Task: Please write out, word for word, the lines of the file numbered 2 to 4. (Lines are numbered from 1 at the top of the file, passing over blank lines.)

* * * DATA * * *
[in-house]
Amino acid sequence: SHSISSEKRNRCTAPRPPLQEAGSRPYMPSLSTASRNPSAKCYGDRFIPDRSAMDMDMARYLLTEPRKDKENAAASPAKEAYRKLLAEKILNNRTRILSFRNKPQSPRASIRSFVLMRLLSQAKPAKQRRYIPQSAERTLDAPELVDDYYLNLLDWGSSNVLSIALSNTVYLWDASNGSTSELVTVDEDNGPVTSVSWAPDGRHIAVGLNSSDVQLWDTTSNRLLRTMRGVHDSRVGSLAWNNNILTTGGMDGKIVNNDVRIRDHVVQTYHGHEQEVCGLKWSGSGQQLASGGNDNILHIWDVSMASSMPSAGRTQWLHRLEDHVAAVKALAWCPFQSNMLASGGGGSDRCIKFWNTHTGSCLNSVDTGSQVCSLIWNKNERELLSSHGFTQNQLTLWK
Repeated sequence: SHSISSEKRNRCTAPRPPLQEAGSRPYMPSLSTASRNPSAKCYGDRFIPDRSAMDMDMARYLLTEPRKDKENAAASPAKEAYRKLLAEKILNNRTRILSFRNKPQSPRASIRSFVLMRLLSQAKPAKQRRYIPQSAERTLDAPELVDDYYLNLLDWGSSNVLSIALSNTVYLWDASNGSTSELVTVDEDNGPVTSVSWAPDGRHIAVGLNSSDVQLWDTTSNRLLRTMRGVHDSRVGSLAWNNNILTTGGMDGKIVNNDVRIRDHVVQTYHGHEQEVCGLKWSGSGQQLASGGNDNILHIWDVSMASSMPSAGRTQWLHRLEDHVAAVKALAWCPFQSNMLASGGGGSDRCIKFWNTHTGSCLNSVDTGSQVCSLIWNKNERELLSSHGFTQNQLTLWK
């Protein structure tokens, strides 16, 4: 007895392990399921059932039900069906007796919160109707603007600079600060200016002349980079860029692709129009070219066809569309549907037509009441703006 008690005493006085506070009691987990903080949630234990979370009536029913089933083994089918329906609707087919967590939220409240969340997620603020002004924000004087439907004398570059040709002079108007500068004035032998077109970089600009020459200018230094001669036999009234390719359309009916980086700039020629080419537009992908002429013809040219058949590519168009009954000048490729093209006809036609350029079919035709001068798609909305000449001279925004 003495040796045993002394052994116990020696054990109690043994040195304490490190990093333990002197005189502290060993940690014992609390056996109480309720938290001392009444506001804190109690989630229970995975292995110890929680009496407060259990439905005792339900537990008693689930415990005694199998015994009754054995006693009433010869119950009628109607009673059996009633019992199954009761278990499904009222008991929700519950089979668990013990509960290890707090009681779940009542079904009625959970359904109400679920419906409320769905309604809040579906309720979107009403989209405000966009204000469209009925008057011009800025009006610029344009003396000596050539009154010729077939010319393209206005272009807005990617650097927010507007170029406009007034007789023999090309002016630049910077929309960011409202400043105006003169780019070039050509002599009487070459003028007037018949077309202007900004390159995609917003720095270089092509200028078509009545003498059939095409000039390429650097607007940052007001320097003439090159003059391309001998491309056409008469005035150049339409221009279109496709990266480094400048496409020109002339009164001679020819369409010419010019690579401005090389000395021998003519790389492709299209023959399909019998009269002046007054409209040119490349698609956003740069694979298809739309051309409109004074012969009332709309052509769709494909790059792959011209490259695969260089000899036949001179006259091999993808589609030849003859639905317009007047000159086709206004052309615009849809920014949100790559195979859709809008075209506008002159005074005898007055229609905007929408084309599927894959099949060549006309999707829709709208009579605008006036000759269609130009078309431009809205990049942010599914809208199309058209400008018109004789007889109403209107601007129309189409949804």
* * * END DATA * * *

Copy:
Amino acid sequence: SHSISSEKRNRCTAPRPPLQEAGSRPYMPSLSTASRNPSAKCYGDRFIPDRSAMDMDMARYLLTEPRKDKENAAASPAKEAYRKLLAEKILNNRTRILSFRNKPQSPRASIRSFVLMRLLSQAKPAKQRRYIPQSAERTLDAPELVDDYYLNLLDWGSSNVLSIALSNTVYLWDASNGSTSELVTVDEDNGPVTSVSWAPDGRHIAVGLNSSDVQLWDTTSNRLLRTMRGVHDSRVGSLAWNNNILTTGGMDGKIVNNDVRIRDHVVQTYHGHEQEVCGLKWSGSGQQLASGGNDNILHIWDVSMASSMPSAGRTQWLHRLEDHVAAVKALAWCPFQSNMLASGGGGSDRCIKFWNTHTGSCLNSVDTGSQVCSLIWNKNERELLSSHGFTQNQLTLWK
Repeated sequence: SHSISSEKRNRCTAPRPPLQEAGSRPYMPSLSTASRNPSAKCYGDRFIPDRSAMDMDMARYLLTEPRKDKENAAASPAKEAYRKLLAEKILNNRTRILSFRNKPQSPRASIRSFVLMRLLSQAKPAKQRRYIPQSAERTLDAPELVDDYYLNLLDWGSSNVLSIALSNTVYLWDASNGSTSELVTVDEDNGPVTSVSWAPDGRHIAVGLNSSDVQLWDTTSNRLLRTMRGVHDSRVGSLAWNNNILTTGGMDGKIVNNDVRIRDHVVQTYHGHEQEVCGLKWSGSGQQLASGGNDNILHIWDVSMASSMPSAGRTQWLHRLEDHVAAVKALAWCPFQSNMLASGGGGSDRCIKFWNTHTGSCLNSVDTGSQVCSLIWNKNERELLSSHGFTQNQLTLWK
């Protein structure tokens, strides 16, 4: 007895392990399921059932039900069906007796919160109707603007600079600060200016002349980079860029692709129009070219066809569309549907037509009441703006 008690005493006085506070009691987990903080949630234990979370009536029913089933083994089918329906609707087919967590939220409240969340997620603020002004924000004087439907004398570059040709002079108007500068004035032998077109970089600009020459200018230094001669036999009234390719359309009916980086700039020629080419537009992908002429013809040219058949590519168009009954000048490729093209006809036609350029079919035709001068798609909305000449001279925004 003495040796045993002394052994116990020696054990109690043994040195304490490190990093333990002197005189502290060993940690014992609390056996109480309720938290001392009444506001804190109690989630229970995975292995110890929680009496407060259990439905005792339900537990008693689930415990005694199998015994009754054995006693009433010869119950009628109607009673059996009633019992199954009761278990499904009222008991929700519950089979668990013990509960290890707090009681779940009542079904009625959970359904109400679920419906409320769905309604809040579906309720979107009403989209405000966009204000469209009925008057011009800025009006610029344009003396000596050539009154010729077939010319393209206005272009807005990617650097927010507007170029406009007034007789023999090309002016630049910077929309960011409202400043105006003169780019070039050509002599009487070459003028007037018949077309202007900004390159995609917003720095270089092509200028078509009545003498059939095409000039390429650097607007940052007001320097003439090159003059391309001998491309056409008469005035150049339409221009279109496709990266480094400048496409020109002339009164001679020819369409010419010019690579401005090389000395021998003519790389492709299209023959399909019998009269002046007054409209040119490349698609956003740069694979298809739309051309409109004074012969009332709309052509769709494909790059792959011209490259695969260089000899036949001179006259091999993808589609030849003859639905317009007047000159086709206004052309615009849809920014949100790559195979859709809008075209506008002159005074005898007055229609905007929408084309599927894959099949060549006309999707829709709208009579605008006036000759269609130009078309431009809205990049942010599914809208199309058209400008018109004789007889109403209107601007129309189409949804």